1.6m people die yearly from cooking stove fumes – UN

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The UN Development Programme, Global Environment Facility Integrated Approach Programme on Food Security (UNDP-GEF-IAP-FS), made the disclosure on Monday, in Abuja.

Ms Rhoda Dia, Project Manager, Resilient Food Security Project, under the UNDP-GEF-IAP-FS Project, said the UN had, therefore, come up with an alternative to curb the ugly trend.

Dia said 70 communities across seven states of the federation, had been selected to benefit from training on the use of energy-efficient cooking stove.

She listed the benefitting states to include, Adamawa, Benue, Nasarawa, Kano, Jigawa, Katsina and Gombe.

According to her, part of the project is to also teach beneficiaries alternative livelihood and additional job creation methods for the communities to complement the project’s efforts on agroforestry intervention.

Dia said the project, aimed at reducing deforestation, was in collaboration with the Federal Ministry of Agriculture and Rural Development (FMARD), to help beneficiaries address health, social and environmental problems arising from smokes.

She said the aim of the training was also to select five beneficiaries each from the seven states to learn how to produce and market energy efficient cooking stoves at commercial quantity, to help protect health and create wealth.

Dia said more than 70 per cent of the Nigerian population cook with dirty fuels, leading to around 95, 000 deaths annually.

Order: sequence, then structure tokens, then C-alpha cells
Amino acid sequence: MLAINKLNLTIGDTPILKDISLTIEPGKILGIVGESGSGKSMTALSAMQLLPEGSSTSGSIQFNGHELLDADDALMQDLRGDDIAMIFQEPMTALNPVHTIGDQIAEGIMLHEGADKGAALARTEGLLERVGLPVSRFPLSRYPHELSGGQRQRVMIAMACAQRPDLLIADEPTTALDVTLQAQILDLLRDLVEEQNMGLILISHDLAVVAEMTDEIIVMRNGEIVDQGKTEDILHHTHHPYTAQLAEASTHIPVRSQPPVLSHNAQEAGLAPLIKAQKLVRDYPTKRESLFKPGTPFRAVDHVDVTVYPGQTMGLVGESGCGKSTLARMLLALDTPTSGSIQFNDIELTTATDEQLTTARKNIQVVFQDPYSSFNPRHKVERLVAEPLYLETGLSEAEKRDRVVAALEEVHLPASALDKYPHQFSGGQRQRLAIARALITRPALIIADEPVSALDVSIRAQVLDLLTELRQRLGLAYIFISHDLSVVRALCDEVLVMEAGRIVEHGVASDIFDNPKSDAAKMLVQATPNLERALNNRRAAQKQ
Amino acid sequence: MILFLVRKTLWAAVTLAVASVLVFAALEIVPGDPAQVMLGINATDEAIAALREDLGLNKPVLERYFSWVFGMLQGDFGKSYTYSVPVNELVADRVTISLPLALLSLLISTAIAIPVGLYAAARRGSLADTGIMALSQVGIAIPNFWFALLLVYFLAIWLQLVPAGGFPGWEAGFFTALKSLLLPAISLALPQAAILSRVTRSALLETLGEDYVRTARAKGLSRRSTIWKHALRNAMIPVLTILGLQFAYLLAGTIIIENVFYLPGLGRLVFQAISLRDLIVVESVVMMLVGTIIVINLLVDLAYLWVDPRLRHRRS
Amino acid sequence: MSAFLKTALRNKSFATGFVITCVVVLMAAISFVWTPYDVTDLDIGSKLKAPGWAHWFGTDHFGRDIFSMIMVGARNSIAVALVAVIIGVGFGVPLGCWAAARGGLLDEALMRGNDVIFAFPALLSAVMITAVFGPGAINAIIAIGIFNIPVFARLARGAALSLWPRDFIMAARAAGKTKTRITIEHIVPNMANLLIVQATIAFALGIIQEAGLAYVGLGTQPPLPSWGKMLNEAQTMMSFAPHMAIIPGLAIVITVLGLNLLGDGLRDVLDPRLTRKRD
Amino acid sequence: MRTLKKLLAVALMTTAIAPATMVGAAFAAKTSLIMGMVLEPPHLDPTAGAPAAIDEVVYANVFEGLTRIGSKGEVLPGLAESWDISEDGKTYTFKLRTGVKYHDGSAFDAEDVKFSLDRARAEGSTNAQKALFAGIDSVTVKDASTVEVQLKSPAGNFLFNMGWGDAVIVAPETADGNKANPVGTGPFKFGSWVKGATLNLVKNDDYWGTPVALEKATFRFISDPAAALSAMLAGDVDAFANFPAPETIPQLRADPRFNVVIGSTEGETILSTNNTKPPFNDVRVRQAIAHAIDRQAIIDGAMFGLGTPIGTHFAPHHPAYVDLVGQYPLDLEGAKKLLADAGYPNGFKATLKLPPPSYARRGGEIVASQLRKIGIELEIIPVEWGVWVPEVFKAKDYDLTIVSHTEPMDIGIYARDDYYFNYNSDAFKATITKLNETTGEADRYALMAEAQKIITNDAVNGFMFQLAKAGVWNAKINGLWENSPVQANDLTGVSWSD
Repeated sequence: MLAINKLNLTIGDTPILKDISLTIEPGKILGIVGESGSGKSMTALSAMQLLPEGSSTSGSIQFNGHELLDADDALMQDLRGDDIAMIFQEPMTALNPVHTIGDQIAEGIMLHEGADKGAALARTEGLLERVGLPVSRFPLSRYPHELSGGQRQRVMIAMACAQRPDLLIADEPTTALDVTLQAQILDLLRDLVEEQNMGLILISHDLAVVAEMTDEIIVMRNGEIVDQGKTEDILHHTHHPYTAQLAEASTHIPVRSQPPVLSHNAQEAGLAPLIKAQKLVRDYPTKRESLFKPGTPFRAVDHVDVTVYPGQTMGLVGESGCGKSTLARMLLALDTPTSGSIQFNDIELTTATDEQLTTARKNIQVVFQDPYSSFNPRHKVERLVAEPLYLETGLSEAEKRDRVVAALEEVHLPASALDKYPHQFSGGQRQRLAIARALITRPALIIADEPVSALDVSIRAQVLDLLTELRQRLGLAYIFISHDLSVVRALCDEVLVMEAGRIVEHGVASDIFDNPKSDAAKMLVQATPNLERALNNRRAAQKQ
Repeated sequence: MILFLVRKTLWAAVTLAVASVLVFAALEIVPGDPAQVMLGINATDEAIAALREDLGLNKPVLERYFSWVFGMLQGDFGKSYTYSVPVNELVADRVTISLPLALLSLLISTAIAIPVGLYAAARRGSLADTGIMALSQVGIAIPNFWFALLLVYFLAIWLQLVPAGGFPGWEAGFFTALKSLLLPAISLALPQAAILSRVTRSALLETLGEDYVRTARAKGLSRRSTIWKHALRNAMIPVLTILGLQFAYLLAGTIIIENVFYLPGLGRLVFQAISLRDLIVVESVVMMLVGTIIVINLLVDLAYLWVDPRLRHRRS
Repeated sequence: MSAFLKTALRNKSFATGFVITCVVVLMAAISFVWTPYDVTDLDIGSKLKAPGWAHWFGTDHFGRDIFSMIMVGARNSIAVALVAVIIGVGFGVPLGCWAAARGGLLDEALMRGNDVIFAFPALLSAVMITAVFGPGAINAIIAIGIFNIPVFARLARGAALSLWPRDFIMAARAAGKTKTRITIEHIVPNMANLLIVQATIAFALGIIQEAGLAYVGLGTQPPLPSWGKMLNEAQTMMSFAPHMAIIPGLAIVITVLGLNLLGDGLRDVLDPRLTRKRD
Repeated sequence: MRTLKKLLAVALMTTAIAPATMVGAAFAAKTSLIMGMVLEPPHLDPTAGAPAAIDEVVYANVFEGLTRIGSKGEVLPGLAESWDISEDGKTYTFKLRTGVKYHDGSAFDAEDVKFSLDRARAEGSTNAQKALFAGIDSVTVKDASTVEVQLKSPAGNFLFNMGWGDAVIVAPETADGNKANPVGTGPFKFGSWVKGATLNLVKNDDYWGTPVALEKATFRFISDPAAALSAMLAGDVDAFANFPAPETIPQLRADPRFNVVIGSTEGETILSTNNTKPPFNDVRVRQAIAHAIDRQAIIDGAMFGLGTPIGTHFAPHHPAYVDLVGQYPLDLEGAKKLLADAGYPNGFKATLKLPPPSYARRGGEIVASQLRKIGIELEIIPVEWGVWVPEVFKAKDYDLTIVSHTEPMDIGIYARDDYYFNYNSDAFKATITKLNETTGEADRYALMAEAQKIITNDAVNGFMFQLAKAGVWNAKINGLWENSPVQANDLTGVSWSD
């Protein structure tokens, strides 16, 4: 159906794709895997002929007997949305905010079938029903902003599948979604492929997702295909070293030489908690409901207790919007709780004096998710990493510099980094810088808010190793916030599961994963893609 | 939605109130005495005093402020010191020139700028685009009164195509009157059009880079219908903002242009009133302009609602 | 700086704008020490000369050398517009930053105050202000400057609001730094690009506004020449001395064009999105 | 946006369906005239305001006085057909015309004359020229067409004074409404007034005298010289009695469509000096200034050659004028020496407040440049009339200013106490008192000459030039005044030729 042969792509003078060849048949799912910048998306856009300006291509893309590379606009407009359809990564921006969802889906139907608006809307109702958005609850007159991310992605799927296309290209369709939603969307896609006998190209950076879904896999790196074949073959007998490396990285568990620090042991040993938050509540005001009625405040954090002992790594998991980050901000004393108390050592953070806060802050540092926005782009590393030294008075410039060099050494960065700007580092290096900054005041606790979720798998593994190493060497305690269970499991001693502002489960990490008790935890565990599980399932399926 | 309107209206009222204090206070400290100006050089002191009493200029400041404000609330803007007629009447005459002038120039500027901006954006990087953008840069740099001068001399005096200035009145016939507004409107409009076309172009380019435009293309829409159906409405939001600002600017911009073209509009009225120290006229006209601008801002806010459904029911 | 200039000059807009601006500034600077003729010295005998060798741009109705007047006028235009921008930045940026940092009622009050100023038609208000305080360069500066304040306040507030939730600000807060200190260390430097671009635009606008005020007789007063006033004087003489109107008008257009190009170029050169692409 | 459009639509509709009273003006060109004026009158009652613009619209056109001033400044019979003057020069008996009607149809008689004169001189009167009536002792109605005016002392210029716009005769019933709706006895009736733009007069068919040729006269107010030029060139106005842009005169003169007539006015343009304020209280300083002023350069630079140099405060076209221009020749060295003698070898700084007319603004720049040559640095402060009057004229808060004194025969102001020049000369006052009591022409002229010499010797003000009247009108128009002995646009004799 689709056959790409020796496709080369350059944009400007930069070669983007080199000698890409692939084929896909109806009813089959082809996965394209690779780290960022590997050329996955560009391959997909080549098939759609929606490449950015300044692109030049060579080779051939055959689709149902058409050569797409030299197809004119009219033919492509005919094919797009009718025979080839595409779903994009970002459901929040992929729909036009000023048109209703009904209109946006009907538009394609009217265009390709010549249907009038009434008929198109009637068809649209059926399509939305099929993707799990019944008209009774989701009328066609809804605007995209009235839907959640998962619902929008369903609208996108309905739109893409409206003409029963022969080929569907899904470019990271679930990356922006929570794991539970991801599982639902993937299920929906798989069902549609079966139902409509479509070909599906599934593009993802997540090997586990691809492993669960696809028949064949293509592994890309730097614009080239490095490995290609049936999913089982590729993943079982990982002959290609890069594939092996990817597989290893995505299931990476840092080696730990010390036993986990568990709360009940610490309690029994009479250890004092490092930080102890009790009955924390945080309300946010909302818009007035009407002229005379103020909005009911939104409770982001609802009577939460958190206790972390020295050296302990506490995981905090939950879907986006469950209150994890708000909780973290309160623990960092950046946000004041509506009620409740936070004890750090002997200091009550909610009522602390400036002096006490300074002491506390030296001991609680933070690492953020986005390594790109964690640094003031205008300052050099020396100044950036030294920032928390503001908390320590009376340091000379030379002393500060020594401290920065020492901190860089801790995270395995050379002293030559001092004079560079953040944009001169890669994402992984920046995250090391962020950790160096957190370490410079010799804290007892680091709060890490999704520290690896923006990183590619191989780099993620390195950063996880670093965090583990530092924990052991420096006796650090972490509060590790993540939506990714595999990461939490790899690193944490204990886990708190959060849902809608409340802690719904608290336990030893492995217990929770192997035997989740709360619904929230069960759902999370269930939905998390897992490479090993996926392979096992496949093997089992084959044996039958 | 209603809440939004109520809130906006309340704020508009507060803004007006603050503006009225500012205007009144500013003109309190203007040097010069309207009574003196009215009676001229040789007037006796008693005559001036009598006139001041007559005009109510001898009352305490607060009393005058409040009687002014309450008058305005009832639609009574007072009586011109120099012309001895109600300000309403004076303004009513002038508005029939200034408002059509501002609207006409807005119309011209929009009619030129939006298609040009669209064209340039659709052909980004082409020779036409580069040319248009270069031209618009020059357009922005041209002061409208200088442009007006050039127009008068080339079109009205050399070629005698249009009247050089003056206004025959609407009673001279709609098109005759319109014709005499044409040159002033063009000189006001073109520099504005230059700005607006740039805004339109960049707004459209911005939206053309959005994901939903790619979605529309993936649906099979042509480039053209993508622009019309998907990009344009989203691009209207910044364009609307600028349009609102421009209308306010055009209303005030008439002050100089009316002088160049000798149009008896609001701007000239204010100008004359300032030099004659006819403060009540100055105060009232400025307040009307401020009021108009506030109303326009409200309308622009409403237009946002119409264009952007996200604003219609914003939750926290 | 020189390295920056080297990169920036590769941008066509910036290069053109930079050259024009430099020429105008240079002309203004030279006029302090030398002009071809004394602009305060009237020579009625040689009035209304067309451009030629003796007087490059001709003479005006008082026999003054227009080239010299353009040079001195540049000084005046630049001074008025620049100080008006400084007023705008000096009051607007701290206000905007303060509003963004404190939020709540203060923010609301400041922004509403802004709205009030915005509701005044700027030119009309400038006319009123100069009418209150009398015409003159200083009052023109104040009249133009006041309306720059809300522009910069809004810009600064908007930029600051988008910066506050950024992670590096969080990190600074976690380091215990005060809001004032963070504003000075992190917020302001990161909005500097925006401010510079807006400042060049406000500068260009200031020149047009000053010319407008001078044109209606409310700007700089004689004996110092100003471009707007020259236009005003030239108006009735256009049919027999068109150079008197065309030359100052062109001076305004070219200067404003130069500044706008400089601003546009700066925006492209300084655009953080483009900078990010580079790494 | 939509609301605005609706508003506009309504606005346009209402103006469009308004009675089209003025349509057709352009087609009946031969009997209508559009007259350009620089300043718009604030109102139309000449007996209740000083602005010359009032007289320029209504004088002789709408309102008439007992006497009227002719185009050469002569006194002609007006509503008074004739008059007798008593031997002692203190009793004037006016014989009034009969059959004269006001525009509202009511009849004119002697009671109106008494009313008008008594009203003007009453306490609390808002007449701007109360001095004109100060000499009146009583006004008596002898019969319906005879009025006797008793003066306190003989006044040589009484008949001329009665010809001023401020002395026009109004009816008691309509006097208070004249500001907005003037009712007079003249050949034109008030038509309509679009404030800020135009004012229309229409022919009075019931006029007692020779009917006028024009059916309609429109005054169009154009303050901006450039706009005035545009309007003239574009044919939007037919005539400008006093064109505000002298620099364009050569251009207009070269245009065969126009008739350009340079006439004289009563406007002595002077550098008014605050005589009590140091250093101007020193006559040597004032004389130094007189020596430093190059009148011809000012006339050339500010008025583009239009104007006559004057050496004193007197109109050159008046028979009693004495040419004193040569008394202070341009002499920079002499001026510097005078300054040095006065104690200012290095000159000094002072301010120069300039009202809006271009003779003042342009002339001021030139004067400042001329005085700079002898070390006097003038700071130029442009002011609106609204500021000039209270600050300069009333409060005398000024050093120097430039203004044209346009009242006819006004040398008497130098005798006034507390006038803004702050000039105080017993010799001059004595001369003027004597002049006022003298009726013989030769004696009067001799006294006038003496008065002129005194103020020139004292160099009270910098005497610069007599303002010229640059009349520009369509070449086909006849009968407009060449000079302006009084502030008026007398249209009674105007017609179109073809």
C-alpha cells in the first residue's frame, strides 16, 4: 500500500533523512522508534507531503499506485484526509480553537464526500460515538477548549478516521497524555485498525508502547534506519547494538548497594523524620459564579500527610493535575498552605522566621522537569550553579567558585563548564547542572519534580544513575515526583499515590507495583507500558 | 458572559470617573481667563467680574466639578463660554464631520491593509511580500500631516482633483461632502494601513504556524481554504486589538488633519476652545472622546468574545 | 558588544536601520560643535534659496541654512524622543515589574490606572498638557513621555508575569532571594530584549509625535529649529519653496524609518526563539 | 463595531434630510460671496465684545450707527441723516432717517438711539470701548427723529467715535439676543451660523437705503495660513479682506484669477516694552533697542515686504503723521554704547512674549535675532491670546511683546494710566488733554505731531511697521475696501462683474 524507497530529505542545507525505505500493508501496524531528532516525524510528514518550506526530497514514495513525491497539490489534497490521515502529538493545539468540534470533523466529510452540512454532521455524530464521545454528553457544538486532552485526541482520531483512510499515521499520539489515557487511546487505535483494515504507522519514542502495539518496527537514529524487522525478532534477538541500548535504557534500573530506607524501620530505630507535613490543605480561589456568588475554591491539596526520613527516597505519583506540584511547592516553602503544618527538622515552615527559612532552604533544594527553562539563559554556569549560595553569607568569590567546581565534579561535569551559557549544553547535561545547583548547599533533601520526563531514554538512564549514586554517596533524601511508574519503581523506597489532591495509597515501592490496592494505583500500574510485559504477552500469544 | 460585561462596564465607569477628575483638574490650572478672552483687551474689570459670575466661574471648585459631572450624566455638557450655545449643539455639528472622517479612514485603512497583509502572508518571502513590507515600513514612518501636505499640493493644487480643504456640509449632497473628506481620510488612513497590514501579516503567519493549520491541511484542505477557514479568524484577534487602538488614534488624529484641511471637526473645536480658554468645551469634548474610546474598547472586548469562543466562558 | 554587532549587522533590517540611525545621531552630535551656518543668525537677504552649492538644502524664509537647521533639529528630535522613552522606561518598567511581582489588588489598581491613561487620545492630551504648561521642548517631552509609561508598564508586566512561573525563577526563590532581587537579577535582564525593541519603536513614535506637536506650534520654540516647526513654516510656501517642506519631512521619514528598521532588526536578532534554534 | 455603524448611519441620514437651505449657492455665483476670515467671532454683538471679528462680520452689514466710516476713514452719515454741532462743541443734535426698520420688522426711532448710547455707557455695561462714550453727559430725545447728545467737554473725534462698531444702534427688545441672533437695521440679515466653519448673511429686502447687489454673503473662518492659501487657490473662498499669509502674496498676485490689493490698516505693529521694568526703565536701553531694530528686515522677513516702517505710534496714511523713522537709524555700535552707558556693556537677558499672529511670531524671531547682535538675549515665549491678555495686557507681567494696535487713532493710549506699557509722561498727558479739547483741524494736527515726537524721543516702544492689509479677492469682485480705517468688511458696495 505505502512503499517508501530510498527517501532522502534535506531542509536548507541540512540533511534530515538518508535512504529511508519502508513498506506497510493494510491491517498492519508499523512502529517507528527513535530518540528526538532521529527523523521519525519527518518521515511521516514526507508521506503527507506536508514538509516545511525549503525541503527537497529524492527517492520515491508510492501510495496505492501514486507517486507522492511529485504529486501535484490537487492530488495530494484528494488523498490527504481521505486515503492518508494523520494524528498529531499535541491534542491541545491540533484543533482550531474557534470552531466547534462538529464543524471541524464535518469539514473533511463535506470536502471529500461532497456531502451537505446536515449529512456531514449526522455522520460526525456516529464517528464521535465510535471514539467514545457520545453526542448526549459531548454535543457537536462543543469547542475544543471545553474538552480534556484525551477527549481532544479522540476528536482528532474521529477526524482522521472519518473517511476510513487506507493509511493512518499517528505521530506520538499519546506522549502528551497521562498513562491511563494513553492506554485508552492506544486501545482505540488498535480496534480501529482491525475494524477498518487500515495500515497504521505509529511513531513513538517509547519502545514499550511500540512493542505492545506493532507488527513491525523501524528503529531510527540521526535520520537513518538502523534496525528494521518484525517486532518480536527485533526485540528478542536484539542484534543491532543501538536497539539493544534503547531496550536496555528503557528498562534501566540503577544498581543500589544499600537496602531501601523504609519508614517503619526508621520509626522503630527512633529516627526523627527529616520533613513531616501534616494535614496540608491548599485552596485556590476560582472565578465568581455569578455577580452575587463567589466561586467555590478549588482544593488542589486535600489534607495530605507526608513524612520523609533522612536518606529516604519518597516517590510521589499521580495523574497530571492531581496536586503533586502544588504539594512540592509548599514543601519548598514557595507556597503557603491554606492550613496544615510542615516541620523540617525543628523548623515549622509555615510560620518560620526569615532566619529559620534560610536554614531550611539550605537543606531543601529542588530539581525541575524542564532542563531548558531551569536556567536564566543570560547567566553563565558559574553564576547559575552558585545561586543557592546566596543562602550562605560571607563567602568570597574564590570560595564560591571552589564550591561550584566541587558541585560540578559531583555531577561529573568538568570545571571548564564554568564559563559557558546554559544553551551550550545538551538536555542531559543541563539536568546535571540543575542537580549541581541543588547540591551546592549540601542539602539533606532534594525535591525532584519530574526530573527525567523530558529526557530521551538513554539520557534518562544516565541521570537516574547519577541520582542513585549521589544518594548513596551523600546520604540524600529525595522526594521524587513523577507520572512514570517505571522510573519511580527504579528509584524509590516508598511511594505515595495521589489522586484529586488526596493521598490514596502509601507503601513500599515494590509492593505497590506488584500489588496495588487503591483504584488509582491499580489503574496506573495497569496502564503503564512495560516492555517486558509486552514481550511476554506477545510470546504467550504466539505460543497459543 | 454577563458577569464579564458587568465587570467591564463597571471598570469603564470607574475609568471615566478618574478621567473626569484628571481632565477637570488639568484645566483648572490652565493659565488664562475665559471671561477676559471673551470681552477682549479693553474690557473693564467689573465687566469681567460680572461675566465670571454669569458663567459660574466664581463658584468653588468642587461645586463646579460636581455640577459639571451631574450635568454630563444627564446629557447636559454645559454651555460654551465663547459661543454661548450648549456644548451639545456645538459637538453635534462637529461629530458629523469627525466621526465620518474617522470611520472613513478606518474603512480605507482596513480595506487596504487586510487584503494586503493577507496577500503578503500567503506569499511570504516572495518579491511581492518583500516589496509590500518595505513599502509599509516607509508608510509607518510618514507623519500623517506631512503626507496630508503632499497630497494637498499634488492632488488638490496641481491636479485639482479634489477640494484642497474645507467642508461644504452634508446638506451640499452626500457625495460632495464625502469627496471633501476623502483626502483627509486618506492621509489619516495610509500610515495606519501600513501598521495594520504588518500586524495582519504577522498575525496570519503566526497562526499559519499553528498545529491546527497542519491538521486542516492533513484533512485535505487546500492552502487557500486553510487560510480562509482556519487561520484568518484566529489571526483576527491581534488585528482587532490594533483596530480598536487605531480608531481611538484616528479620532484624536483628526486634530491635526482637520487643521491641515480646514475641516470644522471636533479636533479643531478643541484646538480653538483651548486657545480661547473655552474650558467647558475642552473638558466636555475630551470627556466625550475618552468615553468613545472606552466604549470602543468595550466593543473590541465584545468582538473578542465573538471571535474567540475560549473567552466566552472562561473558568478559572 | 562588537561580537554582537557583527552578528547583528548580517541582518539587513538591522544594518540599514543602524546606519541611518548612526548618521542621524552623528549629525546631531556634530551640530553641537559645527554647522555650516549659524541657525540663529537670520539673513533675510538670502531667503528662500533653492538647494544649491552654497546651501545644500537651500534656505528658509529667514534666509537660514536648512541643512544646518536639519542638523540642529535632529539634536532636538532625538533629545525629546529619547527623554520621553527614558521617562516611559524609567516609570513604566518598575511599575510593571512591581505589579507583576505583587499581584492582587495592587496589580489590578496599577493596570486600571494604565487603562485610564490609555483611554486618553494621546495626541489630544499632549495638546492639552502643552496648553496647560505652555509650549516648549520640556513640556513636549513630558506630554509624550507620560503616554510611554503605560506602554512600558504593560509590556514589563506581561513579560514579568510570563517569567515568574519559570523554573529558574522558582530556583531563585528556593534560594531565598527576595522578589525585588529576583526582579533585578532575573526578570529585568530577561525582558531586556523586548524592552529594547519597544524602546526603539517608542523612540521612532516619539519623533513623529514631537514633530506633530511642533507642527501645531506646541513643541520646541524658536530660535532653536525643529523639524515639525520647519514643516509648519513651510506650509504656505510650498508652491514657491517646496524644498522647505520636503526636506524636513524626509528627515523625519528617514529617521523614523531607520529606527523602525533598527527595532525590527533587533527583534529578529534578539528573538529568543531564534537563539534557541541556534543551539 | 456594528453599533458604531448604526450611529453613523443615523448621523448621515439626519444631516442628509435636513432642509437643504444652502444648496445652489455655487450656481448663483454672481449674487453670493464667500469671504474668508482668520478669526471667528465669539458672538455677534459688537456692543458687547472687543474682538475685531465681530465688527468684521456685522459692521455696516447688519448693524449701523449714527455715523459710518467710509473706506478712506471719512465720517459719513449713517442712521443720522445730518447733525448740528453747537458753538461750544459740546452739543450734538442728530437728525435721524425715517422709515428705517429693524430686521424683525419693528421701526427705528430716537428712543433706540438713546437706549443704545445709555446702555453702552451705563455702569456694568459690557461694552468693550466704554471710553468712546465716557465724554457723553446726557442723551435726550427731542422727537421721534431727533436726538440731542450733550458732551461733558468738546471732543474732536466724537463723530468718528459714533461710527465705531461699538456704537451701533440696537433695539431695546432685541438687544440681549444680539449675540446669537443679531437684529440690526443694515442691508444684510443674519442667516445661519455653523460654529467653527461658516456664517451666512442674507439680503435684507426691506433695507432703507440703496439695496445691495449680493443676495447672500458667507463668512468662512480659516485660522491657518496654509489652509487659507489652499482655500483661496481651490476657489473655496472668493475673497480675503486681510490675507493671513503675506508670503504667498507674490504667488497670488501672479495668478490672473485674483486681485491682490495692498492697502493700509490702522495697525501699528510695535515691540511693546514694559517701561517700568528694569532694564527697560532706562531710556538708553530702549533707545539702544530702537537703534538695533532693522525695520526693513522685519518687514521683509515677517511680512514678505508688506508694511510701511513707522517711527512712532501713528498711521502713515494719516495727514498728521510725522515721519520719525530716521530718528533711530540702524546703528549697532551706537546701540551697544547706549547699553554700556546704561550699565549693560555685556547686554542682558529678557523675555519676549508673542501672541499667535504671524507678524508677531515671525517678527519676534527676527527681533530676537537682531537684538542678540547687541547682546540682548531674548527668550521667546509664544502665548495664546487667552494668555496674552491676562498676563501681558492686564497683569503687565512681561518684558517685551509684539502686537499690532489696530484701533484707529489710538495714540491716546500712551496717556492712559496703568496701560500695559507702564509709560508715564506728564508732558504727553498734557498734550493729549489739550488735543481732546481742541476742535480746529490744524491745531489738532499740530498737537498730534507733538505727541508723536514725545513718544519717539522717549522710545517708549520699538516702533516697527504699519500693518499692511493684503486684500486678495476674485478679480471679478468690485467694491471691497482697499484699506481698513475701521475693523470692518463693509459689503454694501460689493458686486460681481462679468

According to her, the use of fuel wood costs more, and also ravages the forest, adding that it also contributes to climate change.

“We are excited about the training, as it would contribute to reducing deforestation, erosion of watersheds, flooding, destruction of farmlands and desertification,” she said.

She said the energy efficient cooking stoves were produced to address negative environmental, health and social problems of cooking with traditional open fires and other inefficient cook stoves.

Dia said the participants would enjoy immense benefits such as the reduction of indoor smoke levels by 90 per cent and prevention of build-up of soot in the home and in the lungs.

She, therefore, said that efficient cooking practices would help reduce pressure on forests as less fuel wood would be used.

Mr Israel Ozovehe, Managing Director, ISOPAC Global Resources Ltd, said about 67 per cent of the Nigerian population was using the traditional cooking method of open fires (firewood), for cooking.

Ozovehe, who also listed the disadvantages of traditional methods of cooking, called for concerted efforts at tackling such to curb the many health and environmental challenges they posed to humans.

The News Agency of Nigeria (NAN), reports that about 50 beneficiaries from the seven states selected for the project, would take part in the four-day training in Abuja, on production and marketing of energy efficient cooking stoves.

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